When opening a new credit card, the issuer automatically sets a credit limit—which is your spending threshold for the card. It can often be mystifying as a consumer trying to understand how that limit is established.
The reality is that various factors contribute to the decisions made by credit card issuers. Key among the considerations are your credit score, payment history, income, and debt-to-income ratio (DTI).
What is a credit card limit?
A credit card’s limit is the maximum amount you are allowed to spend. The limit typically includes purchases, balance transfers, and also cash advances. Each of these transactions reduces your available credit line until you make a payment that pays down the card’s outstanding balance.
“A credit limit is the absolute maximum amount of money that a lender will allow a consumer to borrow while using a credit card or line of credit,” says Rachana Bhatt executive vice president, credit card, unsecured lending, and retail lending distribution at PNC Bank.
If you exceed the credit limit established by the card issuer, there may be a penalty or other negative consequences.
Factors that impact your credit card limit
While the exact formula for establishing an applicant’s credit limit may vary based on the credit card issuer, there are generally some key factors that play a role in the decision making process across the board.
“Most card issuers determine a credit limit by checking your credit reports and annual income,” says Stephen Ciliak, lending product manager at Alliant Credit Union. “Your repayment history, mortgages, student loans, auto loans, and more are also factors that are considered when issuing a credit limit, along with the amount of inquiries initiated on your credit report and the number of derogatory marks.”
Derogatory marks may include bankruptcies or collections that appear on your credit profile, which are a red flag for credit card companies when considering your ability to repay debt.
Income and debts
Both your annual income and your outstanding debt are significant factors in a credit card issuer’s deliberations. Lenders are required to review each applicant’s ability to make payments toward a credit card or line of credit by taking into account the applicant’s income and other obligations.
If your debt is too high in comparison to your income—which is known as your debt-to-income ratio (DTI)—you may be turned down altogether for a credit card.
“We ensure that the consumer will be able to service the increased debt,” says Sara Breyfogle, senior vice president, and chief credit officer for Discover Financial Services.
Do you have a history of making on-time payments? Or does your credit profile reveal a track record of delinquent or late payments? Credit card issuers will be looking at this part of your financial profile as well when establishing a credit limit.
“Late payments of 30 days or more stay on your credit report for up to seven-and-a-half years,” says Ciliak. “By maintaining a reputable payment history and continuously paying bills on time, your credit score will improve.”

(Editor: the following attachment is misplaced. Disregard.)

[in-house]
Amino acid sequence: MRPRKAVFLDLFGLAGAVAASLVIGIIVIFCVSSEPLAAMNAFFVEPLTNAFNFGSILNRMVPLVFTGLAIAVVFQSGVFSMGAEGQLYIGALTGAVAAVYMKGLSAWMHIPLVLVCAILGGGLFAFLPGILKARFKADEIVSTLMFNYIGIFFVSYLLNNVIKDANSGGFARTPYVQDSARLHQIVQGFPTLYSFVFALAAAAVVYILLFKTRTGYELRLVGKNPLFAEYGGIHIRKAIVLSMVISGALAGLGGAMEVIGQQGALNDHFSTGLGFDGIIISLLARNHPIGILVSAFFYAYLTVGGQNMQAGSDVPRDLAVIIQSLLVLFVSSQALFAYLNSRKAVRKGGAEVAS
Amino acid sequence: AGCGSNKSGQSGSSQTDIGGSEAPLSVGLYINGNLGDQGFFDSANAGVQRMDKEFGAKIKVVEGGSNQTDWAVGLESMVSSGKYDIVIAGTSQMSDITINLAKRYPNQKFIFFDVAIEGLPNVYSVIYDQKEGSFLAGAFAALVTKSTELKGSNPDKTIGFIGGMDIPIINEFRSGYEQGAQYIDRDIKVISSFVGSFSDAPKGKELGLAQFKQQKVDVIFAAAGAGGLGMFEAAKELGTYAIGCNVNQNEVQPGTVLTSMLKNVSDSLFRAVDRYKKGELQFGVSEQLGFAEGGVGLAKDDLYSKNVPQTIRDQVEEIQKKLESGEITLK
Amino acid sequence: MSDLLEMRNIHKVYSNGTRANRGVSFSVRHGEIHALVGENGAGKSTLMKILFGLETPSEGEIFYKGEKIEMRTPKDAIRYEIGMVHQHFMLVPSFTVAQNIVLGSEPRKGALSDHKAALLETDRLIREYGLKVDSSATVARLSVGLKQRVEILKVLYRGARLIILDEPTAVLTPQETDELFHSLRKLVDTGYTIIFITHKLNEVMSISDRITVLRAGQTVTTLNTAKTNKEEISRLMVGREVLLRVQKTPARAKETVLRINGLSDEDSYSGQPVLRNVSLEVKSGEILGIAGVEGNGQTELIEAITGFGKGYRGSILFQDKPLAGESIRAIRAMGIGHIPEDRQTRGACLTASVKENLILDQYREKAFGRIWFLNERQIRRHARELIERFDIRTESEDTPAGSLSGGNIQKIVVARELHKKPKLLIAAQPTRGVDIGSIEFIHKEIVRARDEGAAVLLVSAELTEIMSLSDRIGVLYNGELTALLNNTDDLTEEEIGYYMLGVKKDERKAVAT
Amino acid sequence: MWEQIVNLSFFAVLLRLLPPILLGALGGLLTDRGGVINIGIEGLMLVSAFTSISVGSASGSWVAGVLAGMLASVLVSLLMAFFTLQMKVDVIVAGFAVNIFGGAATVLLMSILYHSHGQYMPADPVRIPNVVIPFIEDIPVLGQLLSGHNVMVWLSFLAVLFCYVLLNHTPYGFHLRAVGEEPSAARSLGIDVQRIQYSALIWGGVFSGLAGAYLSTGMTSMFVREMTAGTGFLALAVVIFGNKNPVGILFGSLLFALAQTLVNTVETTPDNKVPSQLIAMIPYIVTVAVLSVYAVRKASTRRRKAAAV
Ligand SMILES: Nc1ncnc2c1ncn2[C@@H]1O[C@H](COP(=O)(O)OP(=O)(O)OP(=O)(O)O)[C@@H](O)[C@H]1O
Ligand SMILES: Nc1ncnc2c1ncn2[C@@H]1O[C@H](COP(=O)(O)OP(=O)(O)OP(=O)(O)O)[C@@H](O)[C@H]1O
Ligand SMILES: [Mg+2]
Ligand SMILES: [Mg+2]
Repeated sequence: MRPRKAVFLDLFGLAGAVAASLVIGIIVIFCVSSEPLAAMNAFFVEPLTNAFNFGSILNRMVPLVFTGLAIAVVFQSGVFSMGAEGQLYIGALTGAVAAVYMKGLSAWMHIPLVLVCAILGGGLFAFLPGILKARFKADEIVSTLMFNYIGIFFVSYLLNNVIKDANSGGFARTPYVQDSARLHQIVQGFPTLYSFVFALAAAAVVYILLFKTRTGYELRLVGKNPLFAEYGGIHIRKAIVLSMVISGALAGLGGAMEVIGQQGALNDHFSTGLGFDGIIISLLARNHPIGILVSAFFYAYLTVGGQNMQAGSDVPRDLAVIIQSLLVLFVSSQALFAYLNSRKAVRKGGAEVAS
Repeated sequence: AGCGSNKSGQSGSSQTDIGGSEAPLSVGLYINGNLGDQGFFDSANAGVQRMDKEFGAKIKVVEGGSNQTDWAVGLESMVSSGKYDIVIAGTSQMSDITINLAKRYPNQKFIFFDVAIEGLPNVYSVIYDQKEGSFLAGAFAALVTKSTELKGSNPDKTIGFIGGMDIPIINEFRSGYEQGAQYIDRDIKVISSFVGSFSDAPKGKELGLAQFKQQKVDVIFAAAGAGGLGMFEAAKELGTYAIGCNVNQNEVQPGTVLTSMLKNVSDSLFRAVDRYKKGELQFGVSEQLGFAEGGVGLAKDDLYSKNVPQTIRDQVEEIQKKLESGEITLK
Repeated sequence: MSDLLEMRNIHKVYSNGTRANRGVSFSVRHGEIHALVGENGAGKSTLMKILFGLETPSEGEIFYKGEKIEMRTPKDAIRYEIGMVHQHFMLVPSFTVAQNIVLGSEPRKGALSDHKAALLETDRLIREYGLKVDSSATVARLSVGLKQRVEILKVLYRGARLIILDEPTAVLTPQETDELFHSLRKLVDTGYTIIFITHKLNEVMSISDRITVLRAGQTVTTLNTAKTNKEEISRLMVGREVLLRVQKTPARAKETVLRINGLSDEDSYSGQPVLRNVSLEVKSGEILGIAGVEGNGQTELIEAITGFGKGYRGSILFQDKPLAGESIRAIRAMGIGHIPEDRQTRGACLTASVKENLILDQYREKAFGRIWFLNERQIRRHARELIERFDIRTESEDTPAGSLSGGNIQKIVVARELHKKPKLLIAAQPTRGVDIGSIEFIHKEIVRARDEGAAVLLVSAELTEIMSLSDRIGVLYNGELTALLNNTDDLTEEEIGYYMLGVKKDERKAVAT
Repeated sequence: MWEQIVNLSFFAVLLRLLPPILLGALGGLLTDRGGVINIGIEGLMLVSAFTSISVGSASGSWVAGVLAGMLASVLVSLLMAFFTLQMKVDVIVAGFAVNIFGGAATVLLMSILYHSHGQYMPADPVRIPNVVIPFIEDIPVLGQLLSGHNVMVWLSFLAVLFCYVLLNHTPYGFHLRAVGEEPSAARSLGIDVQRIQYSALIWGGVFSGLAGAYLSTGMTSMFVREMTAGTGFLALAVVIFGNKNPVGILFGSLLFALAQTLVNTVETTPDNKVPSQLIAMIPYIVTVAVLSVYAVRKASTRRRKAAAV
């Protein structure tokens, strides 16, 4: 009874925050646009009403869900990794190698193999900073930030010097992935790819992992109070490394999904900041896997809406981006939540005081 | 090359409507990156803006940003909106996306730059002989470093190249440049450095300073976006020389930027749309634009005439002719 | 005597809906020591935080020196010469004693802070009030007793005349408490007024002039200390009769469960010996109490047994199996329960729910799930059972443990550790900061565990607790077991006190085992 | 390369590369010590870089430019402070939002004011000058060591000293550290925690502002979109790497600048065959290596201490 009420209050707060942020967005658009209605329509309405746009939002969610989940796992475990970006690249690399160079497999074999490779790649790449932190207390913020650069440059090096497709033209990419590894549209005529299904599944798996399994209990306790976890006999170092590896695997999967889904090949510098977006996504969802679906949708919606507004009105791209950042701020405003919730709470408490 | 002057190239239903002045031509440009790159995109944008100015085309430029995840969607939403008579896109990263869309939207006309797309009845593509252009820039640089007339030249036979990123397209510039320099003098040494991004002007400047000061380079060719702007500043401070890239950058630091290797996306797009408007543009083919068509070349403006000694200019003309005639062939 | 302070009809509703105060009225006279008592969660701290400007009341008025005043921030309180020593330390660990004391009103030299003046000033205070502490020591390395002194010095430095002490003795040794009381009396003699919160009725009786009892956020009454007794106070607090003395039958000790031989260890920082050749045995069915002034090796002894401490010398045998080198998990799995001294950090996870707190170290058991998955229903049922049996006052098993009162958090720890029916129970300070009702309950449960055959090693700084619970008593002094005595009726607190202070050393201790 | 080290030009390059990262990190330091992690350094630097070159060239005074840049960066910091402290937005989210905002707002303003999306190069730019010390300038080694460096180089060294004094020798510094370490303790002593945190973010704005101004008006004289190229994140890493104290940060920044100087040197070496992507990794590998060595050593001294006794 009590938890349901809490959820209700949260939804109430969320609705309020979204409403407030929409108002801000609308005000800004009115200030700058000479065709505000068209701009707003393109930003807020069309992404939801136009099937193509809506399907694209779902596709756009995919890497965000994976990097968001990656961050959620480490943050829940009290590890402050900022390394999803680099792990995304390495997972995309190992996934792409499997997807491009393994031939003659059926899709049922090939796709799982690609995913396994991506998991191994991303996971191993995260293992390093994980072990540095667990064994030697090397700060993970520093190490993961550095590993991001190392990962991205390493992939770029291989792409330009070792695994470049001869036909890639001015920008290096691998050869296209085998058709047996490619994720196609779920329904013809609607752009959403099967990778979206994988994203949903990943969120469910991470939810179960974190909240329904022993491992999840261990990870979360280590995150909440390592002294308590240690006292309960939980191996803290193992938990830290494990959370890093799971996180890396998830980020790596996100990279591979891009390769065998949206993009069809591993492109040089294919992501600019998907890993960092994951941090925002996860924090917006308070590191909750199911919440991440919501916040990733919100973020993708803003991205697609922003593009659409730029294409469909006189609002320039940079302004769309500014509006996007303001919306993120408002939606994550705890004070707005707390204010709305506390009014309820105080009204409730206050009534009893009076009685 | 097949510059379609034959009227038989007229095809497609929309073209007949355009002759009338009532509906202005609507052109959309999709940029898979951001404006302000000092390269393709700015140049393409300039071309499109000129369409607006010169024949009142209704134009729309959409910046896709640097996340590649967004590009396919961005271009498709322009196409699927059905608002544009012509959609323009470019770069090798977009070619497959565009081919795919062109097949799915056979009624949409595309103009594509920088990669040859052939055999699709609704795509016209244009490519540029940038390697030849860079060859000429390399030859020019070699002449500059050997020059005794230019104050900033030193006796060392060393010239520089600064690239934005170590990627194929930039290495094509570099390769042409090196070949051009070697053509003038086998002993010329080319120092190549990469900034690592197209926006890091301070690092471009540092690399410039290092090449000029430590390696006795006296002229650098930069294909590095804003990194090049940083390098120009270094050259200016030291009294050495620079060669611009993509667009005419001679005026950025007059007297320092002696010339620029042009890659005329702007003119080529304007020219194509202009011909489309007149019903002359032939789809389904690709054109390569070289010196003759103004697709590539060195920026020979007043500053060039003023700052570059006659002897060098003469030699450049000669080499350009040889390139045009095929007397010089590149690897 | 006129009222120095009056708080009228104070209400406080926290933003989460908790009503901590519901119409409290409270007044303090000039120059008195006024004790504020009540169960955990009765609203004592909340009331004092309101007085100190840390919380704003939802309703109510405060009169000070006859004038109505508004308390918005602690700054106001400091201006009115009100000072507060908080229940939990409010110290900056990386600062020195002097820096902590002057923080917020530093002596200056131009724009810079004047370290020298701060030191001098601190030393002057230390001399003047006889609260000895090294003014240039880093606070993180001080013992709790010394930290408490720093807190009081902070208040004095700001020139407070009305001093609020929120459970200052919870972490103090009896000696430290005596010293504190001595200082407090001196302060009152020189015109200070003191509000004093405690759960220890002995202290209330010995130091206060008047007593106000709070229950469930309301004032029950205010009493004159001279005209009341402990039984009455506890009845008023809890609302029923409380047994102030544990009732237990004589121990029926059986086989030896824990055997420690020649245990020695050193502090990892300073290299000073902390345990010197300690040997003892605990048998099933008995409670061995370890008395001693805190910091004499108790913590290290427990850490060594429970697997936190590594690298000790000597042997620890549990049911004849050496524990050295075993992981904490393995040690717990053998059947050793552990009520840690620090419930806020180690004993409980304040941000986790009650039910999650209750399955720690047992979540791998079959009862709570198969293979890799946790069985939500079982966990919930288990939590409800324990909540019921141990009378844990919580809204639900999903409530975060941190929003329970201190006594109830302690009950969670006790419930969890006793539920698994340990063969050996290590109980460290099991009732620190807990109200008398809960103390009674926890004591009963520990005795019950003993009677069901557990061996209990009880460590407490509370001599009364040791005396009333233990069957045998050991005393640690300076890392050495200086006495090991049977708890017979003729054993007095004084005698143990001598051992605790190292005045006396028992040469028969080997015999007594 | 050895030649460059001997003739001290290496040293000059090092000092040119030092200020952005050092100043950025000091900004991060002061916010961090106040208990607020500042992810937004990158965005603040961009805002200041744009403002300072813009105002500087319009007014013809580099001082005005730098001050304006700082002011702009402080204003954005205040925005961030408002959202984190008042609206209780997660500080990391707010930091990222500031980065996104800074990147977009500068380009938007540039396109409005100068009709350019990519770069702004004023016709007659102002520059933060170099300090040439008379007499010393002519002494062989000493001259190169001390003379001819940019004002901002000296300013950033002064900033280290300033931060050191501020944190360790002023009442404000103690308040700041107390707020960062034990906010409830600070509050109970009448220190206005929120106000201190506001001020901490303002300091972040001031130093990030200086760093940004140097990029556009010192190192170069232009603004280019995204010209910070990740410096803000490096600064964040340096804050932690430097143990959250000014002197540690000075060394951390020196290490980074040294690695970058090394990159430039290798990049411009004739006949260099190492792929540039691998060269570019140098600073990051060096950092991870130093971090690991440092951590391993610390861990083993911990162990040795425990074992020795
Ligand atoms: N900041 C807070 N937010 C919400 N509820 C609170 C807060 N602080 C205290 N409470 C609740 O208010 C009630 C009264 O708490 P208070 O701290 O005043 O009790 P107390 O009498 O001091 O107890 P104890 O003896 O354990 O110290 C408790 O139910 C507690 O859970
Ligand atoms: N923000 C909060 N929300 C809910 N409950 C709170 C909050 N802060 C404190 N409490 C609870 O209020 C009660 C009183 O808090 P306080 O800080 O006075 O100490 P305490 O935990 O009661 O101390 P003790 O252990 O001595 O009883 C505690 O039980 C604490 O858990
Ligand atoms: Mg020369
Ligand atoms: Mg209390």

And ultimately, having a higher credit score improves your odds of receiving a higher credit limit.
If you are using your existing lines of credit up to their limit, this can be a red flag for credit card issuers as well. It indicates you may be spending beyond your means. And here, too, a credit card company may be hesitant to give you a significant line of credit.
“The lower your percentage of credit utilization each month, the better,” says Ciliak. “Some of the best credit users utilize less than 7% of their credit limit each month, though a great guideline is to use at maximum 30%.”
You can significantly improve this part of your profile by making payments on your credit card throughout the month or by making a payment before the end of the billing cycle that lowers your credit utilization.
Can you spend over your limit?
There are various potential ramifications if you spend beyond the credit limit established by your card issuer. Often the transaction that puts you over the limit will be declined. But that’s not all.
“Although it varies from lender to lender, there are usually a few common consequences when a consumer overspends,” says Bhatt. “Consumers may be charged with high fees or interest penalties and [incur] high-interest-earning debt. Spending over a credit card’s limit may also affect a consumer’s credit score.”
If you opted into a program with your credit card issuer that allows over-the-limit transactions, you may be charged a fee for exceeding the limit, according to the Consumer Financial Protection Bureau (CFPB). But you must have expressly consented to participate in the over-the-limit fee program in advance. And the issuer must also provide written information about the fee schedule associated with over-the-limit purchases.
Overspending fees can range from $25 to $35. However, as part of these programs, credit card issuers are not allowed to impose more than one over-the-limit fee per billing cycle, the CFPB explains.
When opening a new credit card, the issuer will establish a credit limit. This is the maximum you’re allowed to spend. You can increase your chances of obtaining a higher limit by paying attention to the factors that card issuers review as part of their decision-making process and taking steps to improve some of these areas in advance. This should include reviewing your credit profile and correcting any errors, as well as ensuring you have a history of making on-time payments. It’s also a good idea to minimize the amount of your credit limit that you are currently using across existing accounts.
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